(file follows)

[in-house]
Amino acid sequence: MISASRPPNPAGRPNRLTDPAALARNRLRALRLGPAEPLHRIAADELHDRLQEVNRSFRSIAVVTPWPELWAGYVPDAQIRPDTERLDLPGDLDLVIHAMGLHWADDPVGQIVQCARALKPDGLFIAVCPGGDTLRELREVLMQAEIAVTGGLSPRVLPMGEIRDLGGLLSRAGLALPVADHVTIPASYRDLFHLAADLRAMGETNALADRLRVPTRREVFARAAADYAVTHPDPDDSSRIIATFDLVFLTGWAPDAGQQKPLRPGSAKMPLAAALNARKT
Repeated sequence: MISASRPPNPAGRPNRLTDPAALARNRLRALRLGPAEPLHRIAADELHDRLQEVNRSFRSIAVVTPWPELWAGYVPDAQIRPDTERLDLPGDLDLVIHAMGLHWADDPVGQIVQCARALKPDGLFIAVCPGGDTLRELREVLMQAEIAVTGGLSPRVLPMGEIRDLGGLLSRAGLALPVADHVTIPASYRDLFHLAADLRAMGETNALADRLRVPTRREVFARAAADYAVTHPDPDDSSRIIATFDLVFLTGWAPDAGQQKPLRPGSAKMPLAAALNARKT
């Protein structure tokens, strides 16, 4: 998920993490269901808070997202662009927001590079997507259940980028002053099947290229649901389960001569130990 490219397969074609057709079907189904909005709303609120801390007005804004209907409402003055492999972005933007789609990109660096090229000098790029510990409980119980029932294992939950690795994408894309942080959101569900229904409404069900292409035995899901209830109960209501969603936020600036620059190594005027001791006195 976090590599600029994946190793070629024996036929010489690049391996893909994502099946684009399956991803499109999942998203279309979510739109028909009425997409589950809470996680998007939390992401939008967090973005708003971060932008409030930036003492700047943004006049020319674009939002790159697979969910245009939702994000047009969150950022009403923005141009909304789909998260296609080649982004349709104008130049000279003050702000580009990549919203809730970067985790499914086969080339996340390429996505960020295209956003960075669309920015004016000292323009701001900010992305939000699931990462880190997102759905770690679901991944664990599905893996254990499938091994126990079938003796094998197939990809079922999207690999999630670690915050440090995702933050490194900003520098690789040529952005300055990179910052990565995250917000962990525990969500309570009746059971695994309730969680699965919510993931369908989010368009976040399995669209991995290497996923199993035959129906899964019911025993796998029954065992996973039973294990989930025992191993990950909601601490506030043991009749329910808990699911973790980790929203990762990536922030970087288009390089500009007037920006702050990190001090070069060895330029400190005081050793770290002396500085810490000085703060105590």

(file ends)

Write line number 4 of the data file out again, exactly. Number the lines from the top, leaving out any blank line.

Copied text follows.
């Protein structure tokens, strides 16, 4: 998920993490269901808070997202662009927001590079997507259940980028002053099947290229649901389960001569130990 490219397969074609057709079907189904909005709303609120801390007005804004209907409402003055492999972005933007789609990109660096090229000098790029510990409980119980029932294992939950690795994408894309942080959101569900229904409404069900292409035995899901209830109960209501969603936020600036620059190594005027001791006195 976090590599600029994946190793070629024996036929010489690049391996893909994502099946684009399956991803499109999942998203279309979510739109028909009425997409589950809470996680998007939390992401939008967090973005708003971060932008409030930036003492700047943004006049020319674009939002790159697979969910245009939702994000047009969150950022009403923005141009909304789909998260296609080649982004349709104008130049000279003050702000580009990549919203809730970067985790499914086969080339996340390429996505960020295209956003960075669309920015004016000292323009701001900010992305939000699931990462880190997102759905770690679901991944664990599905893996254990499938091994126990079938003796094998197939990809079922999207690999999630670690915050440090995702933050490194900003520098690789040529952005300055990179910052990565995250917000962990525990969500309570009746059971695994309730969680699965919510993931369908989010368009976040399995669209991995290497996923199993035959129906899964019911025993796998029954065992996973039973294990989930025992191993990950909601601490506030043991009749329910808990699911973790980790929203990762990536922030970087288009390089500009007037920006702050990190001090070069060895330029400190005081050793770290002396500085810490000085703060105590």